What’s in a Grade?

The estimated reading time for this post is 2 minutes


(If you have more questions on grading practices, check out The Power of Grades )

What’s in a Grade? Part 1

I checked my son’s grade the other night on aeries, and noticed that he got a 50% on his last unit test, which brought his grade down to a D.  I have been noticing his frustration when doing assignments, and his interest in math is waning.  He is 10 years old in the 5th grade, and math has never been his favorite subject, but this is the first time his grade has been so low.  As his mother, and having been a math teacher for over 10 years, I know that how he looks at himself and his ability in relation to his grade is critical.  I don’t associate his grade with his potential or his identity, but does he?    

Charlie, from the New York Department of Education studied non-traditional grading, and is now a part of the Mastery collaborative that supports schools transitioning to mastery grading. In an interview, she discusses how students often take on the identity of the grades that they get in a way that’s not healthy for their education. She mentions students’ identifying themselves as a “C student, or an A student,” talking as if they have a fixed ability in that subject.  If our understanding in a subject is not fixed, then how can something as fixed as a grade help a student to improve and continue on their journey to learn?

Charlie points out studies done by psychologists in the 1980’s on engagement and grading.   One group of students were given only feedback, and another group were given a grade and feedback.  The group given the grade were significantly less likely to want to re-engage, or study the material in the future, which offers insight into how students interpret grades.  Knowing this, supporting my son has been about using questioning techniques to support him in thinking about his thinking and persevering in his learning.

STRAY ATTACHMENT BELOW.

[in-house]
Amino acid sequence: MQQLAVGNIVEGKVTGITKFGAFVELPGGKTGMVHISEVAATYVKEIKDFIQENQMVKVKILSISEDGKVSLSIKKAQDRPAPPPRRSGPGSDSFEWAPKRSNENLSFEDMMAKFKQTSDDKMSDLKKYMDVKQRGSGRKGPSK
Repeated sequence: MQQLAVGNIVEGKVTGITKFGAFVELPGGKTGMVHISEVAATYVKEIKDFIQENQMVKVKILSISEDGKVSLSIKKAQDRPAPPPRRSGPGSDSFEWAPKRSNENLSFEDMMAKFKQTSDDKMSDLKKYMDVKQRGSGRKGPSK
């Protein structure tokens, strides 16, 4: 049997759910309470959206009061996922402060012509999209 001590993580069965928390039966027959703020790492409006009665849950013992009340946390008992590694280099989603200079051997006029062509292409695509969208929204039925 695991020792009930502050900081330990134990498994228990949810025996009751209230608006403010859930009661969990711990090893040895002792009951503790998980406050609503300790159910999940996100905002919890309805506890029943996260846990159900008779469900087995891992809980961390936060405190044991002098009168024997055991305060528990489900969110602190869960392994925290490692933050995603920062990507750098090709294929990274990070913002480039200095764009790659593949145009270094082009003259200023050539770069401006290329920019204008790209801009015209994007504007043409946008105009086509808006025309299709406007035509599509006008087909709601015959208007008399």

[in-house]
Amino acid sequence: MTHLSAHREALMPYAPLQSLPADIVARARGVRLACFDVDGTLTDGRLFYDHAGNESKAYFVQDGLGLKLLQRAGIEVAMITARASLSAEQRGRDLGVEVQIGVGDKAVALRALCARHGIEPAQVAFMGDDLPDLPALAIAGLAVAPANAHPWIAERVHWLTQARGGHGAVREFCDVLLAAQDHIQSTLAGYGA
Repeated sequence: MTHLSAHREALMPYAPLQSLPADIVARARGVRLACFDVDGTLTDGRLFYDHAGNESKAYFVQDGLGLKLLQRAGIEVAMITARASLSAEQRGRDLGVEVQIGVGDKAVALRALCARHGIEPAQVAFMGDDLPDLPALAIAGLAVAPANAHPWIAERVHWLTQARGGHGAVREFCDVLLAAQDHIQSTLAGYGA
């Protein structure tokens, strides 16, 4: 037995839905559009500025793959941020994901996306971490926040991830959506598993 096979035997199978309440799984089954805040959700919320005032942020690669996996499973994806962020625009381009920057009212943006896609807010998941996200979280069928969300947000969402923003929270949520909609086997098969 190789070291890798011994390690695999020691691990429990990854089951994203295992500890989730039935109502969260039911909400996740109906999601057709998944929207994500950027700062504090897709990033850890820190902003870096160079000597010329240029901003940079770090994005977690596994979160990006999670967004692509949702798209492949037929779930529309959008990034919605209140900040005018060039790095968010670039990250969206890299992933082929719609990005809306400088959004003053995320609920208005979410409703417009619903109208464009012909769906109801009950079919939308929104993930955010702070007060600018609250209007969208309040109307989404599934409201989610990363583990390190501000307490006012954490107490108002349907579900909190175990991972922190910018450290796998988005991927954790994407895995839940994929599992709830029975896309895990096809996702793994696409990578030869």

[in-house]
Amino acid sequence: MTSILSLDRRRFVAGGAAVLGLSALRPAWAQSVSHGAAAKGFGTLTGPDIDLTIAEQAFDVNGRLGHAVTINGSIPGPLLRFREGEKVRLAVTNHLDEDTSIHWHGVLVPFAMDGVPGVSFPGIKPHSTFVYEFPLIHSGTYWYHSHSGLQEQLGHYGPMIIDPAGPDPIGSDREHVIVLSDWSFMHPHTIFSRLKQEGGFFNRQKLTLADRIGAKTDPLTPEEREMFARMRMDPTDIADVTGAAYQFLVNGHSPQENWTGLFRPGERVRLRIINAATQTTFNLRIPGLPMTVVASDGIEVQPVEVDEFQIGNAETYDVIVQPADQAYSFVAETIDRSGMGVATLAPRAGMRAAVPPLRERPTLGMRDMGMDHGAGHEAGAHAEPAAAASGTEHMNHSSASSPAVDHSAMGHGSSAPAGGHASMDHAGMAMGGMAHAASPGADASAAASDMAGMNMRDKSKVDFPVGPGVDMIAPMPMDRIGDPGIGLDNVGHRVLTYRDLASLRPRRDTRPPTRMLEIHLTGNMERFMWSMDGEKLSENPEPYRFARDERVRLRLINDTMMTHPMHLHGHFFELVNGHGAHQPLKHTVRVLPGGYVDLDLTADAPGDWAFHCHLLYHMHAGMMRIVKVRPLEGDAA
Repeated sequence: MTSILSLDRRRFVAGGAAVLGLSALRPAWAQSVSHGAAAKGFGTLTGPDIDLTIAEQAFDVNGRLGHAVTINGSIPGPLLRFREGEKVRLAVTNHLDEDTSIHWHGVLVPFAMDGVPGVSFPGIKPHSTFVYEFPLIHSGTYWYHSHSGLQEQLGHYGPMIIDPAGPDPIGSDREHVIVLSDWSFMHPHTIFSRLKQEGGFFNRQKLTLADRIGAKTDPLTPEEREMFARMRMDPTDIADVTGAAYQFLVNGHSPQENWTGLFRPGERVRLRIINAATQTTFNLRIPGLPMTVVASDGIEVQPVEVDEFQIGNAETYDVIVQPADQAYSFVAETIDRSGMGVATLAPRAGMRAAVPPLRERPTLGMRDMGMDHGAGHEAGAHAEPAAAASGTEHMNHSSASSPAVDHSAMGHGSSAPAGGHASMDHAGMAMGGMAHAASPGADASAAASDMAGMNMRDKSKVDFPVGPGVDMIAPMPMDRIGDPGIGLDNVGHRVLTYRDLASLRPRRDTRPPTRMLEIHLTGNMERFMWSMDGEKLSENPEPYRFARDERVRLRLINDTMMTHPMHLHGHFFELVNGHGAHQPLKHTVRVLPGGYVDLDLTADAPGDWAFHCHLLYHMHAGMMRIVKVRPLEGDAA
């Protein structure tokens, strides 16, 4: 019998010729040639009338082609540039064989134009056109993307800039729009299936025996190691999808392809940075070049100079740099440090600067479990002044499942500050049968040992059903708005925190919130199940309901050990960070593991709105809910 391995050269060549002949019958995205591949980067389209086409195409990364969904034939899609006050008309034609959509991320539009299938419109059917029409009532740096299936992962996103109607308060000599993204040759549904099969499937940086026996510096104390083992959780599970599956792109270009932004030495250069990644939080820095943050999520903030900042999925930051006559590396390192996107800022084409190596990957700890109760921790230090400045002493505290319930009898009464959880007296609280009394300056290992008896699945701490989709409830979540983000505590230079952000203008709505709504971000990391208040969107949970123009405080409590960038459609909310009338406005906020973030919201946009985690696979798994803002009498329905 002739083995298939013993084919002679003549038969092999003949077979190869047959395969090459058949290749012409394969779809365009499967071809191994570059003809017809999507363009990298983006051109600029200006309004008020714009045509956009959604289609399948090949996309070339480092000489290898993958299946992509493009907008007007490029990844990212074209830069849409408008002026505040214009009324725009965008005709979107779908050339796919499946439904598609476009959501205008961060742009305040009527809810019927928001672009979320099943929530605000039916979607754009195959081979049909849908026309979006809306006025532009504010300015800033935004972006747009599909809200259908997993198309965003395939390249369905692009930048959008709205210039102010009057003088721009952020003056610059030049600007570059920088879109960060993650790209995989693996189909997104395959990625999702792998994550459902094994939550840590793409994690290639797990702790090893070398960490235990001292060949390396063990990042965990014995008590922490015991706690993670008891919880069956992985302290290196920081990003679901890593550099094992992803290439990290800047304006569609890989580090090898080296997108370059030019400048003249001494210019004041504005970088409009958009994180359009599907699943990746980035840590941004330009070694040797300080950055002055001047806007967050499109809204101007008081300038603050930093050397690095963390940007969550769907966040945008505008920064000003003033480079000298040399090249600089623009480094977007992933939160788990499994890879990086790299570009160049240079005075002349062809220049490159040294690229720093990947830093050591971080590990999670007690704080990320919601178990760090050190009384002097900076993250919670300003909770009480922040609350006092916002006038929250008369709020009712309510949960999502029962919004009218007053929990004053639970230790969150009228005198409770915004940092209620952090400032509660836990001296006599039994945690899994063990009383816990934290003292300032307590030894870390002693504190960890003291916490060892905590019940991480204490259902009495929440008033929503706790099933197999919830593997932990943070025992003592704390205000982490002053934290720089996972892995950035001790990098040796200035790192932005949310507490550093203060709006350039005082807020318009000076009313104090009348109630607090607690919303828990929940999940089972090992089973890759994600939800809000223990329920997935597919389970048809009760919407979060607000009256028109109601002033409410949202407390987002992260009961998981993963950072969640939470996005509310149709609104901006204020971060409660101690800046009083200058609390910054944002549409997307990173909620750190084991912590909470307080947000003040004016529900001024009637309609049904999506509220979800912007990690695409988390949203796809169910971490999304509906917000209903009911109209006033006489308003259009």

After tutoring and feedback from his teachers, and support at home, as a team we were able to identify the mistakes he was making, and he was able to show mastery of the content, even though it was after the unit test.  His grade continues to improve, I believe in part because his teachers and I are interested in finding the gaps in his learning, and encouraging him to keep trying. The grade by itself doesn’t tell us or my son very much, except that there is a gap in his understanding somewhere, and it is up to us to find out what that is.  As my son continues on his educational journey, I hope that he will not identify with a grade, but that he will instead focus on learning.  I hope that he will continue to dive in, to be interested, to take on the challenge, and never give up.  I hope that he will remember that although the grade might tell him something about where he’s been at a specific moment in time, it does not have to be an indication of where he is now or where he is going.  

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